1. strength of the mark alleged to have been infringed;
  2. similarity of the infringed and infringing marks;
  3. similarity between the goods and services offered under the two marks;
  4. similarity of the actual sales methods used by the holders of the marks, such as their sales outlets and customer base;
  5. similarity of advertising methods;
  6. intent of the alleged infringer to misappropriate the proprietor's good will; and
  7. the existence and extent of actual confusion in the consuming public.

In Hickson Corp. v. N. Crossarm Co., Inc., 357 F.3d 1256 (11th Cir. 2004), the Eleventh Circuit discussed the requirements for claims of false advertising under the Lanham Act and explained that a plaintiff must establish that (1) the advertisements of the opposing party were false or misleading; (2) the advertisements deceived, or had the capacity to deceive, consumers; (3) the deception had a material effect on purchasing decisions; (4) the misrepresented product or service affects interstate commerce; and (5) the movant has been—or is likely to be—injured as a result of the false advertising. As an initial matter, the plaintiff must show that the statements at issue were either (1) commercial claims that are literally false as a factual matter or (2) claims that may be literally true or ambiguous but which implicitly convey a false impression, are misleading in context, or likely to deceive consumers.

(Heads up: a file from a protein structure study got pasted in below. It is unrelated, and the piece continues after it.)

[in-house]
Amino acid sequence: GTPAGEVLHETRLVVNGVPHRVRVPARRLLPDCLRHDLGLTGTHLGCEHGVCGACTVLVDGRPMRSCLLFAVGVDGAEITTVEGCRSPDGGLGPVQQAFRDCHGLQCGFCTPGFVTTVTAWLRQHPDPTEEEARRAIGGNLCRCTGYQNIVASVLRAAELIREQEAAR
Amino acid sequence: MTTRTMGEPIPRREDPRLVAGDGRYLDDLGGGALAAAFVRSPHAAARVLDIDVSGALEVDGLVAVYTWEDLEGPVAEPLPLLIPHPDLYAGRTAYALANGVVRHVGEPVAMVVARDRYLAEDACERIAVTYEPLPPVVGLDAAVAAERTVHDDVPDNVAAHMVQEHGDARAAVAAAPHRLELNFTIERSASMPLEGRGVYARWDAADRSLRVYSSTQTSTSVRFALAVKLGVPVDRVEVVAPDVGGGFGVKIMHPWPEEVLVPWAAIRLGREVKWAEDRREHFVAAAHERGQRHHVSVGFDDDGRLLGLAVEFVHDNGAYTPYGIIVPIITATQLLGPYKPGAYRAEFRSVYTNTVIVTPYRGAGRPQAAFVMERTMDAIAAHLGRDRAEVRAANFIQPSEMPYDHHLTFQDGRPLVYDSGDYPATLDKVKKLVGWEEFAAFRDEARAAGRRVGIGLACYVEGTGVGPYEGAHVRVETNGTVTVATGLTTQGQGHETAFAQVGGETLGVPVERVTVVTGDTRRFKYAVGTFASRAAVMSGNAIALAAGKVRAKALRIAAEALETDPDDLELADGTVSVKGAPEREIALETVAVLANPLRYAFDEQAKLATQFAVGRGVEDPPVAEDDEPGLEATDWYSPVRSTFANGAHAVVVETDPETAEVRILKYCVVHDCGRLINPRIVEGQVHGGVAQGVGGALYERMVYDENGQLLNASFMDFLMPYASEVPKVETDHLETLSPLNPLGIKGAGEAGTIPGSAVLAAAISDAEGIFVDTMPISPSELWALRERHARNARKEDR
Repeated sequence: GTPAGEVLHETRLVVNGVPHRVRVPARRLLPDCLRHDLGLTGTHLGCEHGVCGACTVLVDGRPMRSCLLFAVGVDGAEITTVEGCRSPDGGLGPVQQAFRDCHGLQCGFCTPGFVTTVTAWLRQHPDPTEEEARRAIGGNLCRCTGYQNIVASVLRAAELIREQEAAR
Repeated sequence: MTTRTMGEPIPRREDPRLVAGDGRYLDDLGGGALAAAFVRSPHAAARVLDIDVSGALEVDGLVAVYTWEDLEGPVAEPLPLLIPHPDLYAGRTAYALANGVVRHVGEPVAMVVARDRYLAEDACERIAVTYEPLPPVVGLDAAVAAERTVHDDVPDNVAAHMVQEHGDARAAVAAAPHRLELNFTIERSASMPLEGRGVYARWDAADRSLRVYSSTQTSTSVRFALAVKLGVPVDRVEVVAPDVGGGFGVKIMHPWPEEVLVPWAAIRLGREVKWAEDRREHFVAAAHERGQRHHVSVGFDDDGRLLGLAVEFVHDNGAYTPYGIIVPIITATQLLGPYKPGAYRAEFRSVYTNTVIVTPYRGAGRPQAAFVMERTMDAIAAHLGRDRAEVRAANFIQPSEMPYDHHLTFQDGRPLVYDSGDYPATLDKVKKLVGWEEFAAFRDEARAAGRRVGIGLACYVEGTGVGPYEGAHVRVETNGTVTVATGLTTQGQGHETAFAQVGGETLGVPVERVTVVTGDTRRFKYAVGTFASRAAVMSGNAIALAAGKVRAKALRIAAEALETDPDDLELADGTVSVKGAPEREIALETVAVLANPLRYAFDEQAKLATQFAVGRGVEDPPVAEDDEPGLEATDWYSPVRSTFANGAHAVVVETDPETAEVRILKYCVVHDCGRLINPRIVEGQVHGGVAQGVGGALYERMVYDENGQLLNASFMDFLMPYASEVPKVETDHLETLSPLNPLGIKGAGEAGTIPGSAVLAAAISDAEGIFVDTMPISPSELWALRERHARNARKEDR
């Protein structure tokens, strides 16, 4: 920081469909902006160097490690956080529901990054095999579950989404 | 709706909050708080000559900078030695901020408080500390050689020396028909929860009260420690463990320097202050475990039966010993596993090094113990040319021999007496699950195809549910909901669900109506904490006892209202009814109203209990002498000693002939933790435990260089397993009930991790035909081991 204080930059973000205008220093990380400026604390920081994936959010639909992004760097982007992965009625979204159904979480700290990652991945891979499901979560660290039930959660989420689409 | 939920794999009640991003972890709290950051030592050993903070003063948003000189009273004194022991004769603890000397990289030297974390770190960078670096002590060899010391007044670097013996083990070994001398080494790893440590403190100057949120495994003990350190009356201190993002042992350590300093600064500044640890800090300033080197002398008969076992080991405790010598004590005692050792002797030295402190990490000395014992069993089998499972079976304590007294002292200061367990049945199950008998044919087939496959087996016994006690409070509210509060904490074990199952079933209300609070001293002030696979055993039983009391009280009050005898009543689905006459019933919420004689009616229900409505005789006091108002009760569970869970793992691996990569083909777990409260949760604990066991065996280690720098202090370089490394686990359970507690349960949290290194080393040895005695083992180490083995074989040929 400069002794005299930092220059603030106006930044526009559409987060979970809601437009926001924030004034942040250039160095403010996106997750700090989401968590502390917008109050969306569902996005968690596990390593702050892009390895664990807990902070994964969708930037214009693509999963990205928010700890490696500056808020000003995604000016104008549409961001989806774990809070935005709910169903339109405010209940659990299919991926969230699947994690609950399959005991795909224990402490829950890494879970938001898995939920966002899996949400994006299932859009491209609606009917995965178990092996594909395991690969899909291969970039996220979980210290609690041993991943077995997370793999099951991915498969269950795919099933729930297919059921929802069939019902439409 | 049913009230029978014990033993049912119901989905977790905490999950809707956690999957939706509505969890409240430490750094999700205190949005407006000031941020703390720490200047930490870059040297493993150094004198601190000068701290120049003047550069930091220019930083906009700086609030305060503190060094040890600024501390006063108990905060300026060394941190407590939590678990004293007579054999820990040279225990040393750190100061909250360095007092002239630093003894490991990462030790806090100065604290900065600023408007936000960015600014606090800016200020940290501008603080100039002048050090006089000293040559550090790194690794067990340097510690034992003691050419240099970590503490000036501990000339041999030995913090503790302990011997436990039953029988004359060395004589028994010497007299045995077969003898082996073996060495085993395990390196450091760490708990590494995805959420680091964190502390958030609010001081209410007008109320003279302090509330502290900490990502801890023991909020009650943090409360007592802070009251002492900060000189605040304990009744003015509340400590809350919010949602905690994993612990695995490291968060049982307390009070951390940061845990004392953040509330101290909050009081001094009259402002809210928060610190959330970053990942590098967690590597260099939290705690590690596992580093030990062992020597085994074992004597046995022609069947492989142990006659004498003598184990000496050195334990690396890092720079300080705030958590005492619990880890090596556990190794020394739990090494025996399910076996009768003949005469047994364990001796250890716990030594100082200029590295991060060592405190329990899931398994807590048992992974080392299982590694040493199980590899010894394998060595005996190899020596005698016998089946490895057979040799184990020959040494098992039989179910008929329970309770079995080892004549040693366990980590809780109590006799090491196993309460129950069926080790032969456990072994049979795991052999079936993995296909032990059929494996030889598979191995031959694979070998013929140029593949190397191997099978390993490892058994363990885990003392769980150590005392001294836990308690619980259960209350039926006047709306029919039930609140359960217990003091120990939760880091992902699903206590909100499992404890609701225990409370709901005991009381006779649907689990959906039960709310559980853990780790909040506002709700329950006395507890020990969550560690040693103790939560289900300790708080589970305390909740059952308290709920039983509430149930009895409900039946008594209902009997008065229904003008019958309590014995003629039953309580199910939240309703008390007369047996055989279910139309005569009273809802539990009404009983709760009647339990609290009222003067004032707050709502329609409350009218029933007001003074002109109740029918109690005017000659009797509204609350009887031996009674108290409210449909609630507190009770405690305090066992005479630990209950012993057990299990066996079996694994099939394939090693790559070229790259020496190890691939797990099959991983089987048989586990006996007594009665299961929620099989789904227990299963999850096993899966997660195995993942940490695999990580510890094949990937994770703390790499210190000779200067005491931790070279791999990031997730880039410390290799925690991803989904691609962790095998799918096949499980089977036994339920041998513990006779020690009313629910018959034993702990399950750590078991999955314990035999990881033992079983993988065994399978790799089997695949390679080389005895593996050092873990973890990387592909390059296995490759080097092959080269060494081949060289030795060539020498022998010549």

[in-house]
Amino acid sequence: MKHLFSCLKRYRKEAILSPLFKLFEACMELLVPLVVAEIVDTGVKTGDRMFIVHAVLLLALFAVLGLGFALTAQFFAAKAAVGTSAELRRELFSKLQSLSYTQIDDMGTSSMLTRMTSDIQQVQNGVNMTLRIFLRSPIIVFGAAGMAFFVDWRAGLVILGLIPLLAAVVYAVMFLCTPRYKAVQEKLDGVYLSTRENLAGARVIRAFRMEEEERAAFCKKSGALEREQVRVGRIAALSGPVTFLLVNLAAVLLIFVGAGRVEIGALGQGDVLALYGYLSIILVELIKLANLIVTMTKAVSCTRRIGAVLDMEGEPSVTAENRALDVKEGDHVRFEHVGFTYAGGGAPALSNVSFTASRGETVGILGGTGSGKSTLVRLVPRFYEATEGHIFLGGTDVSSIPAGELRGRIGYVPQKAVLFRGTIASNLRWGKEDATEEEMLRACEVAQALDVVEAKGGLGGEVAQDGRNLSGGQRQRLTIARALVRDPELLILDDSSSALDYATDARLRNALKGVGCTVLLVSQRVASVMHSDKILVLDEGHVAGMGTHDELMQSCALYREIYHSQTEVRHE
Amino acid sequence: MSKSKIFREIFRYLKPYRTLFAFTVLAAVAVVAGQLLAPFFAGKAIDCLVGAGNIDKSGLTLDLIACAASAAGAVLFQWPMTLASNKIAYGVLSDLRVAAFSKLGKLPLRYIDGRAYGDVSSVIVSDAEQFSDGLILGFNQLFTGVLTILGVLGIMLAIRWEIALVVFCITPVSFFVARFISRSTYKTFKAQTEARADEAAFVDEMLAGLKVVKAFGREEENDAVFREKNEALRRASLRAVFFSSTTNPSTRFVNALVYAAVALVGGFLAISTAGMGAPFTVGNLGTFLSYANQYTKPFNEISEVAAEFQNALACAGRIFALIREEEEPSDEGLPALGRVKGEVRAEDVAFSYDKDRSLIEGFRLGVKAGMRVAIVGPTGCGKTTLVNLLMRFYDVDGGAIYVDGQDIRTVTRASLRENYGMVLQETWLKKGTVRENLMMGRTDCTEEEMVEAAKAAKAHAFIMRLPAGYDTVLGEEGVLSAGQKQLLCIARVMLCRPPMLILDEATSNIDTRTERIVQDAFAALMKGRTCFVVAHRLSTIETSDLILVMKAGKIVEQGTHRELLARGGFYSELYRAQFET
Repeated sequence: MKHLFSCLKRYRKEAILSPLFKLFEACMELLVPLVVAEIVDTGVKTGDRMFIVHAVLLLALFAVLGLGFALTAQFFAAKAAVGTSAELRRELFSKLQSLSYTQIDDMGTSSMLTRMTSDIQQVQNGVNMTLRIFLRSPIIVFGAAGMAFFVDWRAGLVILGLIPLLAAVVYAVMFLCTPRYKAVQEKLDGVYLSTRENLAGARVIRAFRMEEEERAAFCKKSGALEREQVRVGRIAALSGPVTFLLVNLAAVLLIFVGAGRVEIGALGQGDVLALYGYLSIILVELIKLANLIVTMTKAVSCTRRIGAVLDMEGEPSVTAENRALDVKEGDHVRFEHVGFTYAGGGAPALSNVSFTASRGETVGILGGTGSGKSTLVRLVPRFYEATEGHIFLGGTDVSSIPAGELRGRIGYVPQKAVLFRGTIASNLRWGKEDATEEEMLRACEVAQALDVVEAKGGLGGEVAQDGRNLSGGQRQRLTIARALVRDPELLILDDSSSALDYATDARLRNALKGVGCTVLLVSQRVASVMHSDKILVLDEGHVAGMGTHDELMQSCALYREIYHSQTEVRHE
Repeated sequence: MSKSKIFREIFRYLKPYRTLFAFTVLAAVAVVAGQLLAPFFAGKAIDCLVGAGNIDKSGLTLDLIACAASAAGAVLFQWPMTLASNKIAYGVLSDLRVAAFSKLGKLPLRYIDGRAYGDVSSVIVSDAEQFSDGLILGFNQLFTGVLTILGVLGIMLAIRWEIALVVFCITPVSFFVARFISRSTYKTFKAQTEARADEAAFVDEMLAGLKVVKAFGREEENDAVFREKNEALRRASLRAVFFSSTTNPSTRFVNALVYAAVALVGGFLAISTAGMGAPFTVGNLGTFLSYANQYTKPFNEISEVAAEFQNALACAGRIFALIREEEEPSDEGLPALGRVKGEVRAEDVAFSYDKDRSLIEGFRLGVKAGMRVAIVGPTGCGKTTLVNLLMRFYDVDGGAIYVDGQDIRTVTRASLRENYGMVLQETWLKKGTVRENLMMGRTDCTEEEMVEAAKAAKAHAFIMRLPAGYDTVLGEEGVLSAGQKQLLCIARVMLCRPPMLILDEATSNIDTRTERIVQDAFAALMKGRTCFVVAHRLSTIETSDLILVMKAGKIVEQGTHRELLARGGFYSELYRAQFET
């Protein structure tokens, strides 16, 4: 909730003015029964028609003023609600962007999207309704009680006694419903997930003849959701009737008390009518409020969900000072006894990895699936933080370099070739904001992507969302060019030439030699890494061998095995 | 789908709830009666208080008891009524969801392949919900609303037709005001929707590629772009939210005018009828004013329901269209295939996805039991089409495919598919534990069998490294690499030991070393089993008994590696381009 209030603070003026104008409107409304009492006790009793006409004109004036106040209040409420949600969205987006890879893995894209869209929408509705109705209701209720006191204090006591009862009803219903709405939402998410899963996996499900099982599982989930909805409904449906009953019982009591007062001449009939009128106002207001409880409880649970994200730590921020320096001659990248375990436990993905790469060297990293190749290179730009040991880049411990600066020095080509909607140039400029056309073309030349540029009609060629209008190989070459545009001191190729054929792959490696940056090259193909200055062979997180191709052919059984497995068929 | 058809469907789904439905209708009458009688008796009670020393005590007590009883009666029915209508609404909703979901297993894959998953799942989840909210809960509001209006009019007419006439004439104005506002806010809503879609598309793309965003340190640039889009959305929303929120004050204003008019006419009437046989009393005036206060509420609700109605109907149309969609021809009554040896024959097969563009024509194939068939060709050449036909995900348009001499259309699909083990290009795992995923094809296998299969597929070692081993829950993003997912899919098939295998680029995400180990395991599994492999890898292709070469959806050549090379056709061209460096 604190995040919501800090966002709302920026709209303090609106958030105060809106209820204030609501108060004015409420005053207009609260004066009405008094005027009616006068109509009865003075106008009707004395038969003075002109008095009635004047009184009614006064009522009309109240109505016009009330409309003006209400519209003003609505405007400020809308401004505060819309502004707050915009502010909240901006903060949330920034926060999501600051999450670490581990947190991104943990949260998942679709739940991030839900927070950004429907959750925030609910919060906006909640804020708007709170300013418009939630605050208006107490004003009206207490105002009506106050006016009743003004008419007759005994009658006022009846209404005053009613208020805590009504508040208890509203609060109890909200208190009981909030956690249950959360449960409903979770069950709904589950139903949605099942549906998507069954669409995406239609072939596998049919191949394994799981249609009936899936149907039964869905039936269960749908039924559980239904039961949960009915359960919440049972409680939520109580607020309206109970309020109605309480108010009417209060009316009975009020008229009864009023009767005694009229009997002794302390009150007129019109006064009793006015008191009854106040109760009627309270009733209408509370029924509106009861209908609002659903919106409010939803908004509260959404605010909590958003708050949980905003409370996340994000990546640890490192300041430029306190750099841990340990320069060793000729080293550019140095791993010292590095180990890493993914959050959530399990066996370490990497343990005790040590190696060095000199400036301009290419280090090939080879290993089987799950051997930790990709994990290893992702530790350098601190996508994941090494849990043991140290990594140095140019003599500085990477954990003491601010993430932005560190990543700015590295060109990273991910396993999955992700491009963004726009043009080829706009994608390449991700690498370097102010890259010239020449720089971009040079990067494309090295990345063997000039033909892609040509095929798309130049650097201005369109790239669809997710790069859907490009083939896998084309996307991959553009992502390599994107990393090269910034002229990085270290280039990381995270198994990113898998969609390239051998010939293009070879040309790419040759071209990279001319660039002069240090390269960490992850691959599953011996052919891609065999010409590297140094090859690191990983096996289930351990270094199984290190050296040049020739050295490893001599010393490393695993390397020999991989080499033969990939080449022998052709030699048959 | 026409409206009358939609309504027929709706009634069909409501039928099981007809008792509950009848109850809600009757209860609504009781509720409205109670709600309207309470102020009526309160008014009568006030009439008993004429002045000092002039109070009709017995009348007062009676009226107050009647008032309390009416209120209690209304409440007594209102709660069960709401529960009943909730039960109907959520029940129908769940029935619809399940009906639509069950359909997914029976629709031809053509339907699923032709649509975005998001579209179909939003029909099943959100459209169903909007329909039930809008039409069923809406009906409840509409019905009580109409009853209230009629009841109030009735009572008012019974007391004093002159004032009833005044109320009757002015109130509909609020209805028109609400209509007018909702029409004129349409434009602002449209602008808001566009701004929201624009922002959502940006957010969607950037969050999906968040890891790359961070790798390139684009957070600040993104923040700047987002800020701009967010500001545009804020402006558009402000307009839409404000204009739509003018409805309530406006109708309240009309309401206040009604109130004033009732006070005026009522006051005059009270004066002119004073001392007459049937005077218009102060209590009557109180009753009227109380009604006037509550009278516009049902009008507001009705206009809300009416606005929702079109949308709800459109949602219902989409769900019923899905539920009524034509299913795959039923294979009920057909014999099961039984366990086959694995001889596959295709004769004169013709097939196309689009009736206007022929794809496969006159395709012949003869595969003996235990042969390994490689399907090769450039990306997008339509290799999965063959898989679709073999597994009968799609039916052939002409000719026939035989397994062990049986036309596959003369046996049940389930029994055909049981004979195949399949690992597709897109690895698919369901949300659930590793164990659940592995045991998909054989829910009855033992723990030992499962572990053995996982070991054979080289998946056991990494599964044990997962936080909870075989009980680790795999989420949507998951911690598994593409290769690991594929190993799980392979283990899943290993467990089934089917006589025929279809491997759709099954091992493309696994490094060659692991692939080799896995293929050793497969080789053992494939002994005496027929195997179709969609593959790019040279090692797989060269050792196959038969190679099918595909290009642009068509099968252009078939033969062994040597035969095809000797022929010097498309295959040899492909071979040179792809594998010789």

In addition to trademark infringement and false advertising, the Lanham Act also prohibits trademark dilution, trade dress infringement, and false designation of origin, among other things. If you or your business has been accused of a violation of the Lanham Act, or you simply would like more information about the Lanham Act or enforcement of trademarks, the Fort Lauderdale unfair competition and trademark litigation attorneys at the Mavrick Law Firm are available to assist.

For 25 years, Peter Mavrick has successfully represented clients in unfair competition and trademark litigation and has substantial trial and arbitration experience, obtaining favorable jury trial, bench trial, and arbitration verdicts. Mr. Mavrick has the highest peer-review rating from Martindale-Hubbell, of AV.  He also has a rating of 10 out of 10 from lawyer rating service AVVO.  Mr. Mavrick graduated with honors from Harvard Law School in 1992.  He was awarded entry to Phi Beta Kappa.